Executive compensation is often a hot topic around the boardroom table. Ideally, the board wants to ensure that its executives receive fair compensation for their efforts but also have a special incentive to reach specific goals for the company’s growth.
A poorly designed executive compensation package can result in management leaving for greener pastures or organizational goals not being met.
Companies use many “best practices” to set up compensation packages, but they aren’t effective for every single company. The industry sector, company revenues, company objectives, and executive expertise can all play a role in the design of compensation plans.
Most boardroom conversations on senior leadership pay start with a review of available data for executive pay plans. The SEC requires all public companies to disclose executive compensation plans, including the criteria firms use to establish them. The data is easily searchable by industry sector and firm and gives management teams a benchmark.
However, the information isn’t so clear-cut for private company executives. No law requires private companies to disclose their executive’s pay, so management often has to develop a pay package on their own with little understanding of market rates.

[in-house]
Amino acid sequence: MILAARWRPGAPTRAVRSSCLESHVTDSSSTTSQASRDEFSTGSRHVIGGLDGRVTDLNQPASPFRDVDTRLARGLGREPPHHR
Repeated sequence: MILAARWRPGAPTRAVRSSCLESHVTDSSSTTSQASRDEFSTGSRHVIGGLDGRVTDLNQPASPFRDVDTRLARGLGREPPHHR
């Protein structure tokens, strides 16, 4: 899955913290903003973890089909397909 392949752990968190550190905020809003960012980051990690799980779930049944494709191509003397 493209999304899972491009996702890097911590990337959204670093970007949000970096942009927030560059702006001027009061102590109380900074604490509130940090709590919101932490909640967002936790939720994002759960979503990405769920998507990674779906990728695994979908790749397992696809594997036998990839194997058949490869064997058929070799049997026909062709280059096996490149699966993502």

If management offers too little, their executives may leave, but if they provide too much, there may not be much incentive for the leader to implement new organizational goals.
There are problems with setting a benchmark. Most companies want to offer a little more than the going rate on the market, but doing so creates a race to the top. The bar is constantly moving, and management must continually reexamine compensation plans to ensure they continue to align with expectations.
Most executive compensation plans consist of four separate factors that board members can consider. They include fixed versus variable, short-term versus long-term, cash versus equity, and individual versus group.
Most executive pay plans include some fixed compensation that doesn’t change, regardless of the company’s performance. Alongside fixed salary, management ties a variable component to specific objectives for the organization, such as meeting a particular revenue target or profit goal.
Companies tend to place a greater weight on the variable component of executive pay. According to a study by the Harvard Business Review, compensation plans for the most highly paid executives found that 82% of their compensation was variable.
The industry sector plays a slight role in determining whether a compensation plan is fixed or variable. Tech companies tend to offer more variable pay plans while companies in utilities and materials have a higher concentration of fixed pay. However, all sectors tend to put more emphasis on variable payouts versus fixed.
Another characteristic of compensation plans is short versus long-term. A short-term plan awards executives immediately for meeting their objectives, while a long-term plan tends to defer compensation for some time.
Short-term compensation typically takes the form of cash. It may be a year-end bonus for meeting specific annual goals or a quarterly payout for earning a certain amount of profits.